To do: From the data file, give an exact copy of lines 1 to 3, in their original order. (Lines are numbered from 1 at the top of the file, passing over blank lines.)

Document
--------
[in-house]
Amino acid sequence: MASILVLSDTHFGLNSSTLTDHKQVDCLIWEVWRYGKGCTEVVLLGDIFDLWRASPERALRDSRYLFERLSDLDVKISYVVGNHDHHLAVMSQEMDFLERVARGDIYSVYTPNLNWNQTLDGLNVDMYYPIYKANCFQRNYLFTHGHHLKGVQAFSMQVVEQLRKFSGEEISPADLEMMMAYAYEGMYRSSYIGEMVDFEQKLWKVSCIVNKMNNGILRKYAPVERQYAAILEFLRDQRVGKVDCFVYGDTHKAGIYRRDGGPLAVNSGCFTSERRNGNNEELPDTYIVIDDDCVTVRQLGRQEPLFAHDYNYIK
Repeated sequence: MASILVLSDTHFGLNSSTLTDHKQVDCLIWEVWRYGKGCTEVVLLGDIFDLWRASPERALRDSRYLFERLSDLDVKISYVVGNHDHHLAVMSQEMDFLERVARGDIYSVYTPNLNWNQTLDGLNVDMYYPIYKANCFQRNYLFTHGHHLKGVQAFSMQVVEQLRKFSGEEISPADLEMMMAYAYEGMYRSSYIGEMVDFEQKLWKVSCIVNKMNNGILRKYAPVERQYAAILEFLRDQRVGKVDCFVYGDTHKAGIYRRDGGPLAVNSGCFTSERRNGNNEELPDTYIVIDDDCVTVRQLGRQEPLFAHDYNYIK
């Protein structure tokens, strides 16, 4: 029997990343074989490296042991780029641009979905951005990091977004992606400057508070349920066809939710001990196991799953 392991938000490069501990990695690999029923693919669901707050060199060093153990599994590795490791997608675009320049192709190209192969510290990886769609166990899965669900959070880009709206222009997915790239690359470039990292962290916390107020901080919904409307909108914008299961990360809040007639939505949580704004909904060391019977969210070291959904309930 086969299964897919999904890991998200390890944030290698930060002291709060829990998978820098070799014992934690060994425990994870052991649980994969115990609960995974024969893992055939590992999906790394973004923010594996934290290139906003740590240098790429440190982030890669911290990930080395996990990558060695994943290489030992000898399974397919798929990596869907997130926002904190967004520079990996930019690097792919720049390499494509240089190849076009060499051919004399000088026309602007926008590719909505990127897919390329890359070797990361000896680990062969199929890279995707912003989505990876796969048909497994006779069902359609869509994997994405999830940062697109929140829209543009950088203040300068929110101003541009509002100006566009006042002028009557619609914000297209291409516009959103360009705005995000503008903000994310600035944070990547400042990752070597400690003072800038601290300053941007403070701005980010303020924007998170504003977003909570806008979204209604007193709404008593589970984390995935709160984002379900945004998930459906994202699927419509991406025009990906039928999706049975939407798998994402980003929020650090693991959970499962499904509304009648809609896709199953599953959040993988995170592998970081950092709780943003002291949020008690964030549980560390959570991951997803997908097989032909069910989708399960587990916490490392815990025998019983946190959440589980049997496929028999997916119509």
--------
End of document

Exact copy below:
[in-house]
Amino acid sequence: MASILVLSDTHFGLNSSTLTDHKQVDCLIWEVWRYGKGCTEVVLLGDIFDLWRASPERALRDSRYLFERLSDLDVKISYVVGNHDHHLAVMSQEMDFLERVARGDIYSVYTPNLNWNQTLDGLNVDMYYPIYKANCFQRNYLFTHGHHLKGVQAFSMQVVEQLRKFSGEEISPADLEMMMAYAYEGMYRSSYIGEMVDFEQKLWKVSCIVNKMNNGILRKYAPVERQYAAILEFLRDQRVGKVDCFVYGDTHKAGIYRRDGGPLAVNSGCFTSERRNGNNEELPDTYIVIDDDCVTVRQLGRQEPLFAHDYNYIK
Repeated sequence: MASILVLSDTHFGLNSSTLTDHKQVDCLIWEVWRYGKGCTEVVLLGDIFDLWRASPERALRDSRYLFERLSDLDVKISYVVGNHDHHLAVMSQEMDFLERVARGDIYSVYTPNLNWNQTLDGLNVDMYYPIYKANCFQRNYLFTHGHHLKGVQAFSMQVVEQLRKFSGEEISPADLEMMMAYAYEGMYRSSYIGEMVDFEQKLWKVSCIVNKMNNGILRKYAPVERQYAAILEFLRDQRVGKVDCFVYGDTHKAGIYRRDGGPLAVNSGCFTSERRNGNNEELPDTYIVIDDDCVTVRQLGRQEPLFAHDYNYIK